Once we are finished with your cleaning, we’ll tell you more about the health of your teeth and gums and make any recommendations we feel is warranted.  Remember, by seeing our staff at Brogdon Dental on a routine basis (at least every 6 months) and following our recommendations of good, daily oral hygiene practices, you can be sure that you will keep your teeth and gums healthy. And isn’t that what it’s all about?

 

 

 

 

Interesting Facts about Teeth

Here are some interesting facts about teeth, courtesy of the Children’s Dental Village.

  • The average American spends 38.5 total days brushing their teeth over a lifetime.
  • People who drink 3 or more glasses of soda each day have 62% more tooth decay, fillings and tooth loss than others. Put down the pop and sports drinks and pick up some nice fresh water instead.
  • Just like finger prints, tooth prints are unique to each individual.
  • More people use blue toothbrushes than red ones.
  • If you’re right handed, you will chew your food on your right side. If you’re left handed, you will tend to chew your food on your left side.
  • If you don’t floss, you miss cleaning 40% of your tooth surfaces. Make sure you brush and floss twice a day!
  • More than 300 types of bacteria make up dental plaque.
  • 78% of Americans have had at least 1 cavity by age 17.
  • Dogs have 42 teeth, cats have 30 teeth, pigs have 44 teeth, and an armadillo has 104 teeth.
  • Kids laugh around 400 times a day, adults just 15 times a day.
  • The average woman smiles 62 times a day. The average man smiles about 8 times a day.

So brush and floss your teeth, drink plenty of water and SMILE…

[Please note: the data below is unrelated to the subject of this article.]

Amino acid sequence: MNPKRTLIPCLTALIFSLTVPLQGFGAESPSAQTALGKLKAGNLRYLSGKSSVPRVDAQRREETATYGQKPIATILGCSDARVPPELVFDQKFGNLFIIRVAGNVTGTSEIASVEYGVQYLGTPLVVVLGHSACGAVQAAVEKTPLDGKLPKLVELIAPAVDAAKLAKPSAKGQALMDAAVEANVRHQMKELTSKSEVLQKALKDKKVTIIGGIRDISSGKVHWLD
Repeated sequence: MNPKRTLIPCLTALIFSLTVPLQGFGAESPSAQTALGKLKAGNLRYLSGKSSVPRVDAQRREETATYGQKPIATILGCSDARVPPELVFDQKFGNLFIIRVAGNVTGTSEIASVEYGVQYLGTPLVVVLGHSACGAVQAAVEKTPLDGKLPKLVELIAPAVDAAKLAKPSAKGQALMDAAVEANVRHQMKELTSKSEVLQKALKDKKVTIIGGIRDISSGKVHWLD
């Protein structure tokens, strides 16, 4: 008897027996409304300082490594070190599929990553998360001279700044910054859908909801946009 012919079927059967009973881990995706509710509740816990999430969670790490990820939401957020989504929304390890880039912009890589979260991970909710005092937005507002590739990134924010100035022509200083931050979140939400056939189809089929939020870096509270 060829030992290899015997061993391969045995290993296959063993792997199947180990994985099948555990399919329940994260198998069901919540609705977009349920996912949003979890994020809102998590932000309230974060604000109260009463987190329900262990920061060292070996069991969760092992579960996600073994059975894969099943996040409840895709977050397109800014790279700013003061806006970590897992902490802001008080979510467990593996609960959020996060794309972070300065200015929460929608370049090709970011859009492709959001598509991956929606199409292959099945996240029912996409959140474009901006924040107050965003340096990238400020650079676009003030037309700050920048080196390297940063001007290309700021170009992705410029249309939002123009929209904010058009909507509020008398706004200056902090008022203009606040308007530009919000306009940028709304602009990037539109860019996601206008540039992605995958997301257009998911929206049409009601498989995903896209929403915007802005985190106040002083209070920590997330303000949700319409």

smile

 

History of the Toothbrush

Have you ever wondered where the toothbrush came from that you have in your bathroom medicine cabinet?  According to the Library of Congress, the toothbrush that we use today was not invented until 1938. However, there are many other early forms of toothbrushes that have been around since 3000 BC. Ancient Egyptians, Greeks and Romans used what was referred to as a “chew stick” which was a thin stick with a frayed end.  The teeth were “cleaned” by chewing on the frayed end.

Bristle toothbrushes were invented in China in 1498. These brushes were made with hairs taken from the backs of hog’s necks and attached to bone or bamboo handles.

In 1938, Dupont de Nemours introduced the first nylon toothbrush called Doctor West’s Miracle Toothbrush.  Compared to using a boar bristle toothbrush, this was probably looked on as a miracle! Now we have various toothbrush shapes, sizes, textures and handle styles to choose from.

Toothbrush

Here are some other interesting facts about toothbrushes:

  • The first mass-produced toothbrush was made by William Addis of Clerkenwald, England, around 1780.
  • The first American to patent a toothbrush was H.N. Wadsworth, on November 7, 1857.
  • Mass production of toothbrushes began in America around 1885.
  • One of the first electric toothbrushes to hit the American market was in 1960. It was marketed by the Squibb company under the name of Broxodent.
  • On average, each person in the U.S. purchases three toothbrushes every 2 years although the ADA recommends that toothbrushes be changed every 3 to 4 months.